NOTE: This fact sheet pertains to full-term healthy babies, delivered vaginally or by C-section. Some or all of the information may be useful to other babies as well, but will depend on the individual situation.
Birthing is a stressful process for both mother and baby. New research has shown that it is important to place a newborn directly on its mother’s chest – skin touching. This skin-to-skin contact is called Kangaroo Mother Care. Kangaroo Mother Care is now considered best medical practice in U.S. hospitals.
Putting the newborn directly onto your bare chest is the most natural place for baby to be following birth. This contact helps the newborn to:
In the past, most hospitals observed the infant, washed it and provided treatments immediately after delivery, while the mother waited for her infant. This separation leads to stress in both mother and baby.
With skin-to-skin care, nurses quickly wipe off the infant and assess its health (the Apgar score) before placing it on your chest. Diapering is optional. Routines such as bathing and dressing can wait until baby has finished the first feeding. Treatments such as eye drops, shots or blood work can be done while baby is on your chest.
Most babies rest for several minutes once placed on mom’s chest. You should begin to stroke the infant’s back in one direction. During this time, your baby’s body is adjusting to the outside world. Then your baby will wiggle around, bobbing her head up and down. Your baby may suck on his hands or your skin. Finally, your baby will start to move across your chest, seeking your breasts.
If you intend to breastfeed, the infant should remain on your chest until your baby finishes the first feed.
If you choose to formula feed, your baby should still remain on your chest to allow for a few sucks before being removed. These first sucks stimulate the release of the hormone oxytocin, necessary to stop your blood loss following birth.
Studies have shown that breastfeeding right after birth leads to long-term breastfeeding success. A newborn baby has strong suckling reflexes that allow him to breastfeed without much help when placed close to his mother in the first hour after birth. This first feed helps baby learn the correct position of the jaw, mouth and tongue , important for exclusive breastfeeding. In addition, starting breastfeeding right after birth protects a baby from harmful bacteria, lowering the risk of early infections. When your baby suckles, your breastfeeding hormones are released to produce and “let down” milk, paving the way for strong mother-baby attachment.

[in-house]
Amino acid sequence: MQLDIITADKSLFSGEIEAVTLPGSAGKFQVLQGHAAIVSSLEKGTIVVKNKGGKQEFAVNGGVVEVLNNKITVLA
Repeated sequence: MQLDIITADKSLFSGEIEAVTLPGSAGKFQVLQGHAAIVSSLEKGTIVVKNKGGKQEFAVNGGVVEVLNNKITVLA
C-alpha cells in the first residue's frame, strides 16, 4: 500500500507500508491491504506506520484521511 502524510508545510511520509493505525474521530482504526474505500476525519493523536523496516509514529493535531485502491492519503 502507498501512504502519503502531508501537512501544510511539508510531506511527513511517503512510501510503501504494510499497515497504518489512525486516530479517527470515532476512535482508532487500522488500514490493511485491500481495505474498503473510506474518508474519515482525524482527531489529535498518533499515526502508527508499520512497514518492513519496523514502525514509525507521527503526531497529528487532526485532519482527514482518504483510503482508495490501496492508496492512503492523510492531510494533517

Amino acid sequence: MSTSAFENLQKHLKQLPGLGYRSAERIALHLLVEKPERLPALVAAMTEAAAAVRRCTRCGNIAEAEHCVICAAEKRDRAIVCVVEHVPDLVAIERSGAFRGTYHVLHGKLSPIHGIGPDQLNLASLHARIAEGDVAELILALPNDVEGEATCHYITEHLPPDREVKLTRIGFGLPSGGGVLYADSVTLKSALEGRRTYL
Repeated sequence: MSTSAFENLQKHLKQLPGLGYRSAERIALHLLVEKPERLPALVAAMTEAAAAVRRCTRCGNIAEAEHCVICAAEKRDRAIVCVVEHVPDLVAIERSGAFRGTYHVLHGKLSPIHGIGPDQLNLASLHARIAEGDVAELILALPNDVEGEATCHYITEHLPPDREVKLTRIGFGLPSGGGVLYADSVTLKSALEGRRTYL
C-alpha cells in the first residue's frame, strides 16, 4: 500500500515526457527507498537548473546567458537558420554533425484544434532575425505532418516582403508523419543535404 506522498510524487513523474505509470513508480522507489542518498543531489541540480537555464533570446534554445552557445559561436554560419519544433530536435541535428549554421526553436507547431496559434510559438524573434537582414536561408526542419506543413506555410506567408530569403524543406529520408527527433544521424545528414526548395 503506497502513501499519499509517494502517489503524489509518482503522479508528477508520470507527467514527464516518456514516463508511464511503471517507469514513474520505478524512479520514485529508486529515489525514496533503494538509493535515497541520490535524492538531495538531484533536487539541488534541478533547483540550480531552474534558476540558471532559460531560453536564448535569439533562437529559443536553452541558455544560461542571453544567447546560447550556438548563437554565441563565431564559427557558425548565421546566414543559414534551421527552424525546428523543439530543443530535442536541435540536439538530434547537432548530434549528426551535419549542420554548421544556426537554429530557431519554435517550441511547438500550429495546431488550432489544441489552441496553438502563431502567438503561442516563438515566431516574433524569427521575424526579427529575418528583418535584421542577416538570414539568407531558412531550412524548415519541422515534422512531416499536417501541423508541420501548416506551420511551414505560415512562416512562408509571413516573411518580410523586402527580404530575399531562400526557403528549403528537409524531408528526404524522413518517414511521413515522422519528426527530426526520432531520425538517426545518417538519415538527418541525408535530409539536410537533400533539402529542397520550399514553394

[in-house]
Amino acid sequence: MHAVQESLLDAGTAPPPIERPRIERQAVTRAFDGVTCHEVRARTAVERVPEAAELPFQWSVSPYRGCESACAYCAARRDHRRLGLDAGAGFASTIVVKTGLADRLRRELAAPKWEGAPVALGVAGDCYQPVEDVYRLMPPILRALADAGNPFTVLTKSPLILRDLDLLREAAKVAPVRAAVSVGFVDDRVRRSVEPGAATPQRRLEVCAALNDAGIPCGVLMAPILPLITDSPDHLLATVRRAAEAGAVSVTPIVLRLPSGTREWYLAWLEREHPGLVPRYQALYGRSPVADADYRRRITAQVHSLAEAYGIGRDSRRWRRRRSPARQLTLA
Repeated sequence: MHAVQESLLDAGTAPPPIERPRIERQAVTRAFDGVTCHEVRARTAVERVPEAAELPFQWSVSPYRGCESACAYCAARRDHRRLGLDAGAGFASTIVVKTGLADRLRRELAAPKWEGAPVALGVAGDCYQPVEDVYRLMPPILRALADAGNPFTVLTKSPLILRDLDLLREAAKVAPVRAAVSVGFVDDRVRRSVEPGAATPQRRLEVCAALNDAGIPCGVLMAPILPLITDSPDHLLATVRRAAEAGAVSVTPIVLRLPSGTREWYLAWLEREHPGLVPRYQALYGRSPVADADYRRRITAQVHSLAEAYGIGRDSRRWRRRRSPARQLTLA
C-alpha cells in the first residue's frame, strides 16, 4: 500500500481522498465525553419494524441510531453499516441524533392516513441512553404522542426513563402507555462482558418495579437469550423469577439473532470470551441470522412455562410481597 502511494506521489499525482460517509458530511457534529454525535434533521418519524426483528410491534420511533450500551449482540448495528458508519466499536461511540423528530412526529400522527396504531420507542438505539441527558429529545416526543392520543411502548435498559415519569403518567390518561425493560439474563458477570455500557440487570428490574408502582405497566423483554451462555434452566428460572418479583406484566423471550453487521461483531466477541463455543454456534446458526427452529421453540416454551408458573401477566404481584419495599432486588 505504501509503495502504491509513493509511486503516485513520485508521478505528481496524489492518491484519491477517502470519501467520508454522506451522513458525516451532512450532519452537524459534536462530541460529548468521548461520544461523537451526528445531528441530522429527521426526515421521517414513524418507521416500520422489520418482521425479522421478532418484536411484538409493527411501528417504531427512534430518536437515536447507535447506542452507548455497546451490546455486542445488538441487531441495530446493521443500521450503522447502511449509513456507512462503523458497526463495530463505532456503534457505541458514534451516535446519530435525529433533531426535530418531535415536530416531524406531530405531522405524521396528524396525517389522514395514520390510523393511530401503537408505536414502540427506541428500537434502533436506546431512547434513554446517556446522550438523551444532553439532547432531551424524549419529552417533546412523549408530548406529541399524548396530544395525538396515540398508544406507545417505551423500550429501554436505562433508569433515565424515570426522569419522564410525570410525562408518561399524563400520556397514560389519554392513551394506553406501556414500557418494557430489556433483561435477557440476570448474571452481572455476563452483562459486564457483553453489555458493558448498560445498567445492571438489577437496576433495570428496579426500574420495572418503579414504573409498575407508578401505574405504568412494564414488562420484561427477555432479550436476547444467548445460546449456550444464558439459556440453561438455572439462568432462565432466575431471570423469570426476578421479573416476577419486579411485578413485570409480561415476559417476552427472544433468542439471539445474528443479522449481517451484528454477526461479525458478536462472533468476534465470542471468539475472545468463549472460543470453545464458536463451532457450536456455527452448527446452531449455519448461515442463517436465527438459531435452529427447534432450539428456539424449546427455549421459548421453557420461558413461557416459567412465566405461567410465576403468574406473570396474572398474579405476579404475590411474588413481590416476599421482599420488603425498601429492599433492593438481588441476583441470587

ASK when you complete your admission paperwork if this is routine practice. Find out what would prevent immediate skin-to-skin care so you will be prepared if other procedures are needed.
SPEAK UP. Let your doctor and the nursing staff know what your wishes are. You are entitled to receive best medical practice for yourself and your infant.
Breastfeeding: The 1st Hour—Welcome Baby Softly. 2007. International Lactation Consultant Association.
Lauwers J, Swisher A. Counseling the Nursing Mother. 4th edition. Jones and Bartlett Publishers. Sudbury, MA.
ABM Clinical Protocol #5: Peripartum Breastfeeding Management for the Healthy Mother and Infant at Term Revision. 2008. BREASTFEEDING MEDICINE 3(2).
Breastfeeding warm line: University of Nevada Cooperative Extension: 702–257-5583
Southern Nevada Breastfeeding Coalition
Mom's Special Gift is partially funded by USDA's Supplemental Nutrition Assistance Program (SNAP). SNAP provides nutrition assistance to people with low income. It can help you buy nutritious foods for a better diet. To find out more, contact 1-800-992-0900.
Extension's Communication Team
Sigman-Grant, M., 2013, Kangaroo Mother Care Within the First Hour After Birth, Extension | University of Nevada, Reno, FS-013-18
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